Minority healthcare executives are markedly less satisfied with their career progress and less happy about race relations in their institutions than white executives, a recent survey by the American College of Healthcare Executives reveals.
Moreover, while the pay gap between black men and white men in healthcare has narrowed, the gap between black women and white women has widened.
Altogether, the survey shows some progress toward the goal of boosting the career attainments of minority and women healthcare executives, but improvement was less than what had been hoped for, observers said.
"It's very disturbing," said Richard Wade, senior vice president of communications for the American Hospital Association. The study doesn't describe the actual numbers of minorities in management positions, "but it does tell you about perception, about discrimination, about how they're viewed in organizations. Those things are going to take time to clear up. We've got to be aggressive."
Minorities are well-represented in the American healthcare work force but have not entered the executive ranks in proportion to their numbers, previous studies have shown. Critics have taken the healthcare industry to task for failing to work hard enough to bring qualified minorities into the field and move them up the career ladder.
Carl Ellison, interim president of the Institute for Diversity in Health Management, said the study indicates "a need for continued work in this area. . . . It did not contain any surprises for me."
The ACHE conducted the survey in conjunction with the Association of Hispanic Healthcare Executives, the Institute for Diversity and the National Association of Health Services Executives. It surveyed 410 blacks, 408 whites, 264 Hispanics and 124 Asians about their career outcomes, factors that might account for differences in those outcomes and respondents' attitudes. The detailed questionnaire was distributed in 1997.
It follows by five years a similar survey by the ACHE and the NAHSE, which also documented dissatisfaction among minorities and a pronounced pay gap. The disappointing results of the 1992 survey spurred the formation of the Institute for Diversity. The 1997 survey was expanded to include Hispanics and Asians.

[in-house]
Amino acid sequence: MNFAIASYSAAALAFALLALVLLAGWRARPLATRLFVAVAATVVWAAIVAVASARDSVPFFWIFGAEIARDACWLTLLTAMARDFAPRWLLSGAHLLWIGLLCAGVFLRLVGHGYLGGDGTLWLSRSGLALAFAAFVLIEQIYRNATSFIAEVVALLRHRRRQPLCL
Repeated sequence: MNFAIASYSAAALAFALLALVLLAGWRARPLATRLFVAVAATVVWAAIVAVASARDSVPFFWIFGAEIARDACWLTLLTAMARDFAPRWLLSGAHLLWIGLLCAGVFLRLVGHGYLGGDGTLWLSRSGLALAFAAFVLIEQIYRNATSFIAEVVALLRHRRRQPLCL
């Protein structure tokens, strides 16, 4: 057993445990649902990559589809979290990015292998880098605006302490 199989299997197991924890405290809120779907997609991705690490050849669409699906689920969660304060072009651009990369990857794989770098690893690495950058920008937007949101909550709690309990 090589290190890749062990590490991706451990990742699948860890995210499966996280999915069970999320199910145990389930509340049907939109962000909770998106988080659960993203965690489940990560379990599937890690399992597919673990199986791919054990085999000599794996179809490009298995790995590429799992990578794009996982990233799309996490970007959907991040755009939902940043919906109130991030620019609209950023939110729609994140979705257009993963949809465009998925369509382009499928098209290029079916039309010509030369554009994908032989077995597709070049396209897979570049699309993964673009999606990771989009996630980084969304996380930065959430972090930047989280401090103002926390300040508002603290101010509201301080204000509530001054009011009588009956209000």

"We're committed to doing this study every five years," said Thomas Dolan, president of the ACHE. That way, change can be measured over time. For now, comparisons over time can be made only for blacks and whites, he said. "When we do it again in five years, we'll be able to compare blacks, whites, Hispanics and Asians."
Also, the study measures differences in achievement and compensation by gender. That, Dolan said, is how researchers discovered that the disparity in pay between white women and minority women is growing. That pay gap increased to 17% in 1997 from 8% in 1992, while the gap between black men and white men narrowed to 12% from 18%.
Perhaps reflecting those disparities, only 47% of black men were satisfied with their earnings while 67% of white men were.
Likewise, there's a huge disparity between what blacks and whites think about hiring and promotion. More than 40% of blacks but less than 5% of whites thought their race or ethnicity worked against them in these decisions. Hispanics and Asians also experienced this problem but not as severely as blacks.
Black women were less satisfied with pay and fringe benefits than white women. Black women also thought they were punished more harshly for mistakes and were treated with less respect by supervisors. On the same issues, Hispanic women fell between whites and blacks. Asians were the most satisfied with autonomy and job security but the least satisfied with respect from subordinates.
Among males, 69% of blacks were satisfied with the level of respect from their supervisors, whereas 80% of whites, Asians and Hispanics were satisfied.
Almost 90% of blacks and 70% of Asians thought relationships among different groups could be improved, but only 54% of whites thought so.
The study recommended ways to rectify the problems, including considering more minorities when recruiting for executive jobs and encouraging minorities to seek graduate and postgraduate healthcare education.
Jim Lott, senior vice president of the Healthcare Association of Southern California, said the findings didn't surprise him, based on his 25 years as a minority healthcare executive.
The key problem, he said, is the failure of the industry to entice minorities into graduate and executive-training programs. "In this field, like any other specialized field, you need to get your ticket punched at certain stations," Lott said. "Minorities are not pursuing those opportunities to get their ticket punched." That's why the pool of healthcare management doesn't represent the country's demographic profile.
"It's incumbent on us in the industry to champion advanced education for executive positions in minority communities," Lott said. "The fault lies with the industry, not with the potential candidates."
The survey measured salaries and perceptions but didn't try to count the number of minorities in the healthcare executive suites. Dolan said failure to complete the survey would compromise the results of such an effort.
"You can't mandate compliance," he said, pointing out that about half the individuals surveyed for the ACHE study didn't respond.
The only way to take a reliable inventory of minority positions is to require all organizations to report on the ethnic composition of their work force, and probably only the federal government could do that, Dolan said.